Melinda W. Moyer starts and ends her article on causes and treatments of obsessive-compulsive disorder (OCD) for Scientific American Mind with a description of progress of a person with OCD, one of ten most disabling conditions: from obsession with one number and endlessly performing repetitive rituals seemingly cause by fear, to her academic and social success after an exposure and response prevention therapy.

In the diagnostic manual of mental disorders, DSM, because of accompanying nervousness, OCD was listed among anxiety disorders. Does anxiety cause repetitive behaviors? It looks like it is the other way around: a drive to perform actions over and over again may make a person worry. More researchers now see the urges for repetitiveness as the defining feature of the condition. Obsessive-compulsiveness is closer to body dysmorphic disorder or hypochondriasis - they often develop together and may have common genetics. Also, OCD runs in families.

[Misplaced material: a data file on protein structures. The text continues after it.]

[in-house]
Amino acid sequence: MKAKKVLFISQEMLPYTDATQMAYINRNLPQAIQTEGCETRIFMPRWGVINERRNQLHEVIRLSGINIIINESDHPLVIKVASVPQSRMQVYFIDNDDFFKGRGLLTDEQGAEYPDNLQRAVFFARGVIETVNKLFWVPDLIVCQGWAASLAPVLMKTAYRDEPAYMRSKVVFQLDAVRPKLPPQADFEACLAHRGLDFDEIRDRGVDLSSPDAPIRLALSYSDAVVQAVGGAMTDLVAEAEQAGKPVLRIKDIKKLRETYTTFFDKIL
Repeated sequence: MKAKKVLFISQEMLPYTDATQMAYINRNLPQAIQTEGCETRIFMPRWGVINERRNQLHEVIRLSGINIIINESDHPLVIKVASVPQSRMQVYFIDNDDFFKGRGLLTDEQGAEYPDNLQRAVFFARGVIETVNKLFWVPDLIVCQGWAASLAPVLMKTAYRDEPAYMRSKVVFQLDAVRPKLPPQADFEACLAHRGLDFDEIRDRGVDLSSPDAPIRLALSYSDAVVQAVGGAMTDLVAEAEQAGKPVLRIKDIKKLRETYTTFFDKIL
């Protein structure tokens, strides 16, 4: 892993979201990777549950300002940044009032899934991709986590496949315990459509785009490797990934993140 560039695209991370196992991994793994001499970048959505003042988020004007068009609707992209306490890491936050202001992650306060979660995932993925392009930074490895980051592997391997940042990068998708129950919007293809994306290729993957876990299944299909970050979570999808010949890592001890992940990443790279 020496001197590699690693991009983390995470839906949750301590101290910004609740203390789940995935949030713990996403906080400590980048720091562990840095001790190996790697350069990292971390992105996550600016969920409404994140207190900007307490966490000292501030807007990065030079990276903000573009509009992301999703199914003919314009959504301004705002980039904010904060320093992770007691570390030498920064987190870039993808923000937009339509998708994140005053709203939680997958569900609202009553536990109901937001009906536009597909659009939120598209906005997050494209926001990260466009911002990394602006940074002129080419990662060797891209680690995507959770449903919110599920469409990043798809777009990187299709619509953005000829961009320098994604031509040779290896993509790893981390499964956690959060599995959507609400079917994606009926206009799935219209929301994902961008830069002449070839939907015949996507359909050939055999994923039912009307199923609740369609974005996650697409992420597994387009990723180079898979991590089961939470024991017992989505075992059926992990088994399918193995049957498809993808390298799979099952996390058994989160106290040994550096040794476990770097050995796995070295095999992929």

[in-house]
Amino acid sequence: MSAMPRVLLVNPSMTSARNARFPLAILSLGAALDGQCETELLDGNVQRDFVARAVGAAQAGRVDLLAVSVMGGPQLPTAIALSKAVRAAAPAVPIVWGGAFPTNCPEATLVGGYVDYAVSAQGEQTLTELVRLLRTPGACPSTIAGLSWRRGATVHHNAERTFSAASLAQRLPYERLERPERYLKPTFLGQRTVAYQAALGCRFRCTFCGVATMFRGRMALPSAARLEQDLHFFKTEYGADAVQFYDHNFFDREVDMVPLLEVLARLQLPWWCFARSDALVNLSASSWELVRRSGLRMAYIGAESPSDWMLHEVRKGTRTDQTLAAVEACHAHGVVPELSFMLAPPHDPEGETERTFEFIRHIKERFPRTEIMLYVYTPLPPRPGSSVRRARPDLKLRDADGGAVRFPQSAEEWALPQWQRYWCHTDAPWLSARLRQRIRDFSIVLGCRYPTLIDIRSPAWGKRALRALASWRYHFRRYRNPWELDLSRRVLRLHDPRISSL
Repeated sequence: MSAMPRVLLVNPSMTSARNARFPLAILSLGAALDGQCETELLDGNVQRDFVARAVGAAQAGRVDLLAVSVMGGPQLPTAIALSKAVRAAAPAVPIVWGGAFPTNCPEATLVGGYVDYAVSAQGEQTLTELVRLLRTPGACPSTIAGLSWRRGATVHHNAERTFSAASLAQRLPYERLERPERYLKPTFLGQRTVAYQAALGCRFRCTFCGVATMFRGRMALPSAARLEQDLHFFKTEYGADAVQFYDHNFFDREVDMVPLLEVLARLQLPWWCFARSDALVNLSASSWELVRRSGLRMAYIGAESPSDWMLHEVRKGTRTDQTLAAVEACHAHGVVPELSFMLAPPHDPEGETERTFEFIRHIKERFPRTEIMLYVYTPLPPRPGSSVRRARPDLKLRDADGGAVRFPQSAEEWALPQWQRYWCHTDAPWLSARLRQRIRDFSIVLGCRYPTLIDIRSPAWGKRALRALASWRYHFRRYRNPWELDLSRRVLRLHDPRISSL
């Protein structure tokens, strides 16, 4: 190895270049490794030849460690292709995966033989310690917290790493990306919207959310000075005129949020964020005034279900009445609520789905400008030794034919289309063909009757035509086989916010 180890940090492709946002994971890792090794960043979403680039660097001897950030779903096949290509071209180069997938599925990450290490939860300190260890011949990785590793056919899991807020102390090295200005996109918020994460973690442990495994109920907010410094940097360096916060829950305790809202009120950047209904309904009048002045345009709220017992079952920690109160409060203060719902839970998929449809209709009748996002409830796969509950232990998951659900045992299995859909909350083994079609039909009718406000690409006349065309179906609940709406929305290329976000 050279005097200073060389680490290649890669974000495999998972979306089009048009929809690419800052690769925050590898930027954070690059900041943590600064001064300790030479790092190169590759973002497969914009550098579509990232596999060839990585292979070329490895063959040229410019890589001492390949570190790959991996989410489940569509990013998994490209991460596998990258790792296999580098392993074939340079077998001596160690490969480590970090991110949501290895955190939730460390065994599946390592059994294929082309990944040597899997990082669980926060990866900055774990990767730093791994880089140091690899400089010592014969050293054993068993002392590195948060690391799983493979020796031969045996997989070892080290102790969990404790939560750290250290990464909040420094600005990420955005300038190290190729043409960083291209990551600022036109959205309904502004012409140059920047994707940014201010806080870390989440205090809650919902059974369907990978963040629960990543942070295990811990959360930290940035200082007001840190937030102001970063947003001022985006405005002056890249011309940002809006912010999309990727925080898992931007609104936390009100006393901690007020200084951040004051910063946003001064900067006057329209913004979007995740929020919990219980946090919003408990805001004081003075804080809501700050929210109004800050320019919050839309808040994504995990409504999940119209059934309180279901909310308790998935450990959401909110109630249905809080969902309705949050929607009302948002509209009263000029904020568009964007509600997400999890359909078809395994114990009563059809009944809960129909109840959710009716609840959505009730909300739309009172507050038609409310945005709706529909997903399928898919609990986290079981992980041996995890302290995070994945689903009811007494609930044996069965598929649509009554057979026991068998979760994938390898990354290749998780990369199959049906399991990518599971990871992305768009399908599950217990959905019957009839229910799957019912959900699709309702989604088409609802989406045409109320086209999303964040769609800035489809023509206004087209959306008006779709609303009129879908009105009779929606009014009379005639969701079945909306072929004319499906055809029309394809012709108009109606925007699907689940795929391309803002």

An excitatory neurotransmitter glutamate, the brain-signaling chemical, drives the neural circuit involved in making decisions for positive outcomes.  This brain circuit  operates abnormally in OCD patients. Increasing the amounts of another one, serotonin, with its reuptake inhibitors (SRIs), is most effective for OCD, and its regulating protein is affected by a single gene variation.

The cortical-basal ganglia circuit consists of the orbitofrontal cortex (decision making area), the striatum (learning and rewards), the thalamus (data), and the anterior cingulate cortex (error detection). Nonsensical behaviors may be caused by dysregulation in this neural wiring. Immune cells in the brain microglia regulate neuronal cell death. Insufficient cellular pruning may also cause compulsive behaviors. Abnormal immune responses may play a role as well.


Article summary.
Anthropology, Moyer, Obsession

Author

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